[alert variation=”alert-info”]Publisher: Prometheus Books
Formats: Paperback
Purchase: Powell’s | Amazon | IndieBound | Barnes & Noble [/alert]

What is race? The U.S. Census, in addition to separating Hispanic classification, simplifies race into just five categories: White, Black or African American, American Indian or Alaska Native, Asian, and Native Hawaiian or Other Pacific Islander. However, race is a social construct and dependent on the interpretation of each respondent. Often, known or unknown, ancestries include a combination of these five categories. In this case, what should a person select?

According to Everyone is African: How Science Explodes the Myth of Race by Daniel J. Fairbanks, all humans originated in sub-Saharan Africa. As large numbers of people migrated across the world, genetic variants allowed for the survival of the fittest to pass on distinguishing characteristics. However, all people still have more genetic similarity than differences. Hence, race is a social construct.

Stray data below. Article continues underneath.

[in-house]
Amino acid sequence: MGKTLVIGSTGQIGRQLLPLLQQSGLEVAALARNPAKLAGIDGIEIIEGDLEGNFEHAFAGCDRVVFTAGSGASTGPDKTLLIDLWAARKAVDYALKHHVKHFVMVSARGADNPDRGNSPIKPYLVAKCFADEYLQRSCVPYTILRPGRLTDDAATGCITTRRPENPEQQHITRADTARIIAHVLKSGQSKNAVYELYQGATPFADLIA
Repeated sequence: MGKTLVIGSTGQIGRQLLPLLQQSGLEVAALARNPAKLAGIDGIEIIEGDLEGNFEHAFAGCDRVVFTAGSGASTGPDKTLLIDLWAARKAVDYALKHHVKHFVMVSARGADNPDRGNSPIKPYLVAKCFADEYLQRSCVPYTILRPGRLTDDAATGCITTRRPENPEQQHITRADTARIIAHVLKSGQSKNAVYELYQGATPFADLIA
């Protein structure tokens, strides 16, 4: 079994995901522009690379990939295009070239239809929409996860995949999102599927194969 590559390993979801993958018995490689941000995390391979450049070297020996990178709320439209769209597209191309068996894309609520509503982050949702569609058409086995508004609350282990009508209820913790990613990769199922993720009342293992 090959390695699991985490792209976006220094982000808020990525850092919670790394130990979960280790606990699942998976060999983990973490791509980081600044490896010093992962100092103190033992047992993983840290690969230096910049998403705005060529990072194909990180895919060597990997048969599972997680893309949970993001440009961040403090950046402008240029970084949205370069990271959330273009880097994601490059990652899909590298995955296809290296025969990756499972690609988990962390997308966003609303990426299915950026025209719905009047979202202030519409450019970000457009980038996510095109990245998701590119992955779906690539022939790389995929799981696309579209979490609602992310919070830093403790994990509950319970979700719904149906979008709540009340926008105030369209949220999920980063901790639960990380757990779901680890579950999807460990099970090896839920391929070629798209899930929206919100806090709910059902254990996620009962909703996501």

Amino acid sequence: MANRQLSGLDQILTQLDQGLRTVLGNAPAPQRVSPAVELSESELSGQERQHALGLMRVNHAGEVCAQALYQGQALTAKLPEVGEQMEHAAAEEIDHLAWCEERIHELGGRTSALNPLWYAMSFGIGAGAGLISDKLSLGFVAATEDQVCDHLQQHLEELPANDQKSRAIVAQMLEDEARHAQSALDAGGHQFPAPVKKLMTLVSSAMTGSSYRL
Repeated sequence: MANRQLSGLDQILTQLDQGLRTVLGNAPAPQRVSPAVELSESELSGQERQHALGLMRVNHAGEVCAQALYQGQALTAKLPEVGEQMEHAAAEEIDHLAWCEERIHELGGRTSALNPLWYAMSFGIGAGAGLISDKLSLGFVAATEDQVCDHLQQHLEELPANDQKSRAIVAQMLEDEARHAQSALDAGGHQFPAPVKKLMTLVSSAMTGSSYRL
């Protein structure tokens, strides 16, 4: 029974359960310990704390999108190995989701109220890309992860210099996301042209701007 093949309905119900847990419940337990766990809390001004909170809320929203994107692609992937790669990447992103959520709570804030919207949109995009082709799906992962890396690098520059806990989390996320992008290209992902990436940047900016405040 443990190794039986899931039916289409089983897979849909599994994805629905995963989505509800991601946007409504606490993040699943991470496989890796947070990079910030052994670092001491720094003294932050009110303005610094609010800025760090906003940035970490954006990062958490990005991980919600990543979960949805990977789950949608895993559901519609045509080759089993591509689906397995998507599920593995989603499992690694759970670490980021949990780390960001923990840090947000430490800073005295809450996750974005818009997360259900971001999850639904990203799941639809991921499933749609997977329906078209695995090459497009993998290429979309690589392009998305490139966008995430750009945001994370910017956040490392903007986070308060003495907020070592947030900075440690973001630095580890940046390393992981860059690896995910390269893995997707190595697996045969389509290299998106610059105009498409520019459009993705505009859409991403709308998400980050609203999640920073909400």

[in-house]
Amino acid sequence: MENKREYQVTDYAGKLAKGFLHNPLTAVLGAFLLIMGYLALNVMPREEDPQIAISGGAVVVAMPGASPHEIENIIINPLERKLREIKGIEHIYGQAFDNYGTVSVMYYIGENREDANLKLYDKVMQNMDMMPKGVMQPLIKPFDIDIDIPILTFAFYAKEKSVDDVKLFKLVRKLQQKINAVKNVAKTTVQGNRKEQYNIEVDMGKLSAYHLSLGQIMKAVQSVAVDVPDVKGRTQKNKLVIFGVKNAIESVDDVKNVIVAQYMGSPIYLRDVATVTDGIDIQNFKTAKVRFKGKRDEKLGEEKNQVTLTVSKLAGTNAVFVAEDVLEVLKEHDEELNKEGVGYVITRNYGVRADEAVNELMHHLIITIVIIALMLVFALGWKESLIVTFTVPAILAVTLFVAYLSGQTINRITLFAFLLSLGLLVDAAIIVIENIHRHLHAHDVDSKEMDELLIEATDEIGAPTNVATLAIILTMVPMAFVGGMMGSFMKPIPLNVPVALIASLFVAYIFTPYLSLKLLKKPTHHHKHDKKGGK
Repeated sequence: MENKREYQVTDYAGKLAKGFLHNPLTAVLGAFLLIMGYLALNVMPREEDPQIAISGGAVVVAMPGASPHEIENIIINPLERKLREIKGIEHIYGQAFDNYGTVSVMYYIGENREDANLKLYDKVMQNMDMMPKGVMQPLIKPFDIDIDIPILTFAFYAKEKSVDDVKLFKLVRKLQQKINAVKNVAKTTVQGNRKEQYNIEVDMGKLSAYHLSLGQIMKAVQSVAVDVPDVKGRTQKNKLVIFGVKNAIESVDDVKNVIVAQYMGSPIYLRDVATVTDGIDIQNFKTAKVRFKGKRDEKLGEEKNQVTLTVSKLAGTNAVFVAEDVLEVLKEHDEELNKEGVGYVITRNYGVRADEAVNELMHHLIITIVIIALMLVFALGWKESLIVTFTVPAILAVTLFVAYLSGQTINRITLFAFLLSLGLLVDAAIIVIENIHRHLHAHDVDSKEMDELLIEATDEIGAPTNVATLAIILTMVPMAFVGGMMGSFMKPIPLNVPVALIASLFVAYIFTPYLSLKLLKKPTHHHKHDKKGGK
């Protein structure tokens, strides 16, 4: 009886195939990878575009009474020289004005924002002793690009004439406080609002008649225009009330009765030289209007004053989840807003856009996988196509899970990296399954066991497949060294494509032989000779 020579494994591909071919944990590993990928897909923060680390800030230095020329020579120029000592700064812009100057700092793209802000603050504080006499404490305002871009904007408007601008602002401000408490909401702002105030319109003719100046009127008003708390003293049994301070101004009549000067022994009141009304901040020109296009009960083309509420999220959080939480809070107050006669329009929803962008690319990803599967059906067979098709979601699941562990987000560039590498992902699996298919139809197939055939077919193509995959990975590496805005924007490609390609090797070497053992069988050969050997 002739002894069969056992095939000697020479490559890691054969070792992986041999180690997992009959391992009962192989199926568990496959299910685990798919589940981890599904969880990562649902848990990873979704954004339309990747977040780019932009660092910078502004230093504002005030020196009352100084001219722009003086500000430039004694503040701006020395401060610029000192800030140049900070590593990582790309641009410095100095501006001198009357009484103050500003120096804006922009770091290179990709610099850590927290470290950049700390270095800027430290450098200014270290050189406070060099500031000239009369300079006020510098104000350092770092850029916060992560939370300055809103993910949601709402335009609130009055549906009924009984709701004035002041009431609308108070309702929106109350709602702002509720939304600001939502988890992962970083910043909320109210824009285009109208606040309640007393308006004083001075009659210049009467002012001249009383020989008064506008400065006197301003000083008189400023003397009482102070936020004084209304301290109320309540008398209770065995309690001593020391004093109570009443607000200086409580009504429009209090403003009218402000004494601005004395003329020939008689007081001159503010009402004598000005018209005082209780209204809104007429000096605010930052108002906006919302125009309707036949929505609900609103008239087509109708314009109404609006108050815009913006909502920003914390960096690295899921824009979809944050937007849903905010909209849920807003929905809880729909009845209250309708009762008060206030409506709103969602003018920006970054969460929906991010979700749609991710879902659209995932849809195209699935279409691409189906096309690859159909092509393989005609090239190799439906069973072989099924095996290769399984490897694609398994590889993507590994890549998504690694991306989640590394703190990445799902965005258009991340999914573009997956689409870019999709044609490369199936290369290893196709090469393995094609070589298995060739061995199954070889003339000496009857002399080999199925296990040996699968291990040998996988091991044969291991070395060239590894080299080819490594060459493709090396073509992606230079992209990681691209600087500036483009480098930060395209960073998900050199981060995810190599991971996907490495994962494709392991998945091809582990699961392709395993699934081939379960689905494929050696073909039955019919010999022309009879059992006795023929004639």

The major conclusion, now supported by overwhelming evidence from both anthropology and genetics, is solid and no longer questioned by scientists: the human species originated from Africa.

Although the book is intended to focus on genetic science rather than sociology, Fairbanks does discuss some of the origins and fallacies of the concept of race. He denounces frequent counterarguments, such as The Bible, eugenics, and comparisons of human race to dog breeds. He also includes DNA sequences to show the slight differences between variations. A layman can get the gist of the argument, and it can even become a bit repetitive despite the brevity of the book, but some science background might be useful when reading about the DNA variants.

If race is a social rather than genetic construct, the belief of superiority and inferiority loses ground. While Fairbanks acknowledges that the promotion of a colorblind world is unrealistic, he believes that this science is essential for people to understand what race is and is not as the beginning of a shift toward to the eradication of erroneous perceptions. How this is to be done, he leaves for future writers, probably sociologists and politicians, to figure out.

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